For the icebreaker meeting, we played a quick game of Two Truths and One Lie. Before we knew it, we were already joking around with our new writer, building a valuable rapport. Taking the time for a team to get to know their new colleague makes the employee feel welcomed and valued, which is only going to boost retention.
Showcase the values and missions
Having a community within your company is vital. It boosts morale, teamwork, and efficiency. The sooner your new hire feels part of this community, the better. So, how can you do that?
Your community should be structured around your company values and missions. These are what you can present to your new hire. It displays your company culture and let’s your new employee know how they can fit into it.
During my employee onboarding, Process Street’s values and mission were shown to me before my first day. From these, I could tell that the work I was to do should align with making recurring tasks easier, all while practicing prioritization, acting like an owner, over-communicating everything (TWICE!). This already gave me some great insight into what was expected of me.
You should check in with them at the end of their first day. During these check-ins, make sure you understand how their experience was, if they have any concerns or questions, and thank them for all the work they’ve already done during their orientation.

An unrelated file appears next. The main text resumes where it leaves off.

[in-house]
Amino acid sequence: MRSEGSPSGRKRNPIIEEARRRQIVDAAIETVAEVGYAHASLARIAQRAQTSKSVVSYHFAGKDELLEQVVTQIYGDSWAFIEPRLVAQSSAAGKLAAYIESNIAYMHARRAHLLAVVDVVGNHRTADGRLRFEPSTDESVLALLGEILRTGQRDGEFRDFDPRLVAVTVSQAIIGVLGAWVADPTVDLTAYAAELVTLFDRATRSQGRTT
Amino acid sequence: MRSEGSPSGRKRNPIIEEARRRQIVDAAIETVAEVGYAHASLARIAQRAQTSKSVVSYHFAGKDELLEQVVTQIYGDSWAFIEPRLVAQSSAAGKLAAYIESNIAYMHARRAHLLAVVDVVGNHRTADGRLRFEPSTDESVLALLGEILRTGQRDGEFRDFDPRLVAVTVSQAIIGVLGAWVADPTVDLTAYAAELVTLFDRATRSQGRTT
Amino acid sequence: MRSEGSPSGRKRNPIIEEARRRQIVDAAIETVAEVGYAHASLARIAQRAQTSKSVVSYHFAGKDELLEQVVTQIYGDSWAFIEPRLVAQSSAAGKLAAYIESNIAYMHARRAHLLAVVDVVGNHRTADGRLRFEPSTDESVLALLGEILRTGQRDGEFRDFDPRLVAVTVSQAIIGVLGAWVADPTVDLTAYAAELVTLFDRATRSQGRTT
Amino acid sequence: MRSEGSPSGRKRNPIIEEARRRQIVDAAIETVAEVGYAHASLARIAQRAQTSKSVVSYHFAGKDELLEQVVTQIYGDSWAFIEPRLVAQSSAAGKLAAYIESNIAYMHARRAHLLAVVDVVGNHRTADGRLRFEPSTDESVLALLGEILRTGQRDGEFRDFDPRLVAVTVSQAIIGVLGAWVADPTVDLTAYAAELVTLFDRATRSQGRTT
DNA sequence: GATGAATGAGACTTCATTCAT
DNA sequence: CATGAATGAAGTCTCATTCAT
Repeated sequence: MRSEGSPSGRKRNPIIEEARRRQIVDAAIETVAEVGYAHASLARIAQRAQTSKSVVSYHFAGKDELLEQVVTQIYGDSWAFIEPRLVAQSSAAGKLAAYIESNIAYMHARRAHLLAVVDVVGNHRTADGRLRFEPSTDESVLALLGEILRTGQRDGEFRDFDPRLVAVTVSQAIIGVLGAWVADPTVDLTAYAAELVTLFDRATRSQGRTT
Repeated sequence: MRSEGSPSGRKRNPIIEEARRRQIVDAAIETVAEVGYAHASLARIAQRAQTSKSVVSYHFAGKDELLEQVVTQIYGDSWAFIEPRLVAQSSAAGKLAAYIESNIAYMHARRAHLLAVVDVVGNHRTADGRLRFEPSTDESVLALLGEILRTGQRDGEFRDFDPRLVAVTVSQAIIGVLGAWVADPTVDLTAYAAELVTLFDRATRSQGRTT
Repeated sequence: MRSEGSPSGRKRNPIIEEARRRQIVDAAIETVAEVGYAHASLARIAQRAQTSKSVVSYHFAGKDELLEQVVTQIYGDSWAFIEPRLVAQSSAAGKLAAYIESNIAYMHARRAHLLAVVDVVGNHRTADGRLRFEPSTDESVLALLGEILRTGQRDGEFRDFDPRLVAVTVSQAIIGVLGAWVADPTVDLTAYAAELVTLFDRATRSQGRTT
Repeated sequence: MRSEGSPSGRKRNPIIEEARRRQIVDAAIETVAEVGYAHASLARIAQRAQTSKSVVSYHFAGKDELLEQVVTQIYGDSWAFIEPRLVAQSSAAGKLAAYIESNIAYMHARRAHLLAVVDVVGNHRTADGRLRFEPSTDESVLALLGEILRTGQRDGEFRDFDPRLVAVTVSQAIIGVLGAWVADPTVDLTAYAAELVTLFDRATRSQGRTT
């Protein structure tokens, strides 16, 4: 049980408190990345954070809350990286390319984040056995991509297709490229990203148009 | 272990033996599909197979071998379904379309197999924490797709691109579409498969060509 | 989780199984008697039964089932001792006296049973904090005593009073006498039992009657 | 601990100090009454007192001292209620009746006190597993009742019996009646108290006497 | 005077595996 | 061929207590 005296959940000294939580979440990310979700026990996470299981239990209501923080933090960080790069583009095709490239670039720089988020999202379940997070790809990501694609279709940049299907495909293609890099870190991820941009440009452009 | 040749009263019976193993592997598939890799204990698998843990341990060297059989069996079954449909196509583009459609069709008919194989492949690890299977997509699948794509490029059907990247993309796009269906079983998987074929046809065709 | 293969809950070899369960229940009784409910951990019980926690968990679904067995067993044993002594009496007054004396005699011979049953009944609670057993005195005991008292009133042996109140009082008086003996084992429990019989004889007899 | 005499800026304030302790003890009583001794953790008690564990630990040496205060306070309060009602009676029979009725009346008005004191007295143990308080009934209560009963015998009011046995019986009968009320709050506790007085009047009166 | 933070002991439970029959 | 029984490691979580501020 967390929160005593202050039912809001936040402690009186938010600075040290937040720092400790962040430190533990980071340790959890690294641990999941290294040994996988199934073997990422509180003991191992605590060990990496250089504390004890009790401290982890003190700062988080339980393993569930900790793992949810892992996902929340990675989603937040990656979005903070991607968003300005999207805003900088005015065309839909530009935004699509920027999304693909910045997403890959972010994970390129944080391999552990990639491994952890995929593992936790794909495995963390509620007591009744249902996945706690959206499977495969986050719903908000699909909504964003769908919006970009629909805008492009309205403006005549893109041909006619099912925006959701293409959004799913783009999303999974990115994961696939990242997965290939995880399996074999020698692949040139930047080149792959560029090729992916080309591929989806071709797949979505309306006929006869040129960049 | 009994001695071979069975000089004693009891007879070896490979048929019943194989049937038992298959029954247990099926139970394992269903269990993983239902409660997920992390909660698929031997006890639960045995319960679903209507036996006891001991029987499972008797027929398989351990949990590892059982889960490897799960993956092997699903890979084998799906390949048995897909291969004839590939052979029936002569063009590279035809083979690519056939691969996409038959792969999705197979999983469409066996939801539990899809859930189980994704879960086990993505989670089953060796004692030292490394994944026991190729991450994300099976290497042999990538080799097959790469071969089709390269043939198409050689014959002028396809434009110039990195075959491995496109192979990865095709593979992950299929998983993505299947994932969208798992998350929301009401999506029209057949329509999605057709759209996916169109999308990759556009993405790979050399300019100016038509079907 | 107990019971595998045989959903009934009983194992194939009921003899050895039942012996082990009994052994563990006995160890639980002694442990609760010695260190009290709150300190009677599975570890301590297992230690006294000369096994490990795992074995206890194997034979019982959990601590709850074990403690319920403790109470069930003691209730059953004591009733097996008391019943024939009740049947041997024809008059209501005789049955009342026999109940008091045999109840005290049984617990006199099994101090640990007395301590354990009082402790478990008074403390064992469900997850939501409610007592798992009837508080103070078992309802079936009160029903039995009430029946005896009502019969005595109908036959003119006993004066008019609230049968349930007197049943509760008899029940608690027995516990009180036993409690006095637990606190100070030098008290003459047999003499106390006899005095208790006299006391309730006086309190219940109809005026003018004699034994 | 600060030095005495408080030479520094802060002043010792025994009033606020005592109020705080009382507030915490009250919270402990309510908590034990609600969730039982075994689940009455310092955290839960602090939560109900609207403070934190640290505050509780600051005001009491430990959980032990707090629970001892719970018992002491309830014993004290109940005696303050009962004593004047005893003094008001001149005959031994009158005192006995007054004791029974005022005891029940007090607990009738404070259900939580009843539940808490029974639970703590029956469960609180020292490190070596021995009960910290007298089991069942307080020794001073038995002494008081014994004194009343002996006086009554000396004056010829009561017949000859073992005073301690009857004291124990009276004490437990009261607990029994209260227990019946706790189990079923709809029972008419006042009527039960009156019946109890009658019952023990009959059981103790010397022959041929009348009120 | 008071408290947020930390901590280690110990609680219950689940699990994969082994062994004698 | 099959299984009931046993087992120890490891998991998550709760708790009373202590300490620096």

Taking time out of your day to check in on them will have your new hire leaving the office feeling welcomed and supported in their new role. Having a check-in task (with a dynamic due date for the end of their first day) helps you ensure you don’t forget about scheduling this meeting.
Asking for your new hire’s opinion when it comes to the hiring and orientation process makes your new hire feel valued. Surveys are useful because you can also gain insight into what could be improved in your existing process.
I remember when I started working at Process Street, I was asked my opinion of the onboarding process. Not only was I asked, but my suggestions were considered, which makes me feel supported and valued. Asking your new hire their opinion is bound to have the same result.
Process Street’s method for welcoming your new employee
Welcoming a new employee can become quite chaotic if not organized right. Breaking each task down into and building a workflow is where you can alleviate such stress. Process Street helps you do this.
With Process Street’s no-code functionality, you can construct workflows detailing each step of your new employee’s first day. You can also assign team members who are responsible for welcoming the new employee and apply dynamic due dates to these tasks to ensure the tasks get completed when you need them to. Once this workflow is built, you can focus on giving your new employee the warmest welcome possible.
Sign up to start using Process Street’s free onboarding templates or start constructing your own.
What’s the most important thing you do to welcome your new hires? Let us know in the comments.